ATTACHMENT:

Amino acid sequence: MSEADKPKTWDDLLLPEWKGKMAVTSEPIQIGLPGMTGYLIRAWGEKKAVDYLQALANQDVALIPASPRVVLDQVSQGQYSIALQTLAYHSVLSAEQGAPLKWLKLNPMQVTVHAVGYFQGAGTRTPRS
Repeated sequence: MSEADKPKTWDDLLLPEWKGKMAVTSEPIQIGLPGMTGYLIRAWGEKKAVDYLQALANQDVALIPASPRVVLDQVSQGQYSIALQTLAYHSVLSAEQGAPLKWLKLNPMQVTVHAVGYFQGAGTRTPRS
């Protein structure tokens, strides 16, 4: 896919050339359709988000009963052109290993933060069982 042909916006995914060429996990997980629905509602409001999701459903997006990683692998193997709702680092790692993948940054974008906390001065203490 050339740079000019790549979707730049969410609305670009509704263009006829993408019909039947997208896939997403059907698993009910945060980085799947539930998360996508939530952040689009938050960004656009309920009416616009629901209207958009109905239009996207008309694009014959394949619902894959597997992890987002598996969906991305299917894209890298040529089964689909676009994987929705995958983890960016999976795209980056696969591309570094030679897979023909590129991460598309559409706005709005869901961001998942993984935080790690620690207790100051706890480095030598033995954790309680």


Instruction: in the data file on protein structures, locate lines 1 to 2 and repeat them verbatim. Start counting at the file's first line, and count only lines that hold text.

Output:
Amino acid sequence: MSEADKPKTWDDLLLPEWKGKMAVTSEPIQIGLPGMTGYLIRAWGEKKAVDYLQALANQDVALIPASPRVVLDQVSQGQYSIALQTLAYHSVLSAEQGAPLKWLKLNPMQVTVHAVGYFQGAGTRTPRS
Repeated sequence: MSEADKPKTWDDLLLPEWKGKMAVTSEPIQIGLPGMTGYLIRAWGEKKAVDYLQALANQDVALIPASPRVVLDQVSQGQYSIALQTLAYHSVLSAEQGAPLKWLKLNPMQVTVHAVGYFQGAGTRTPRS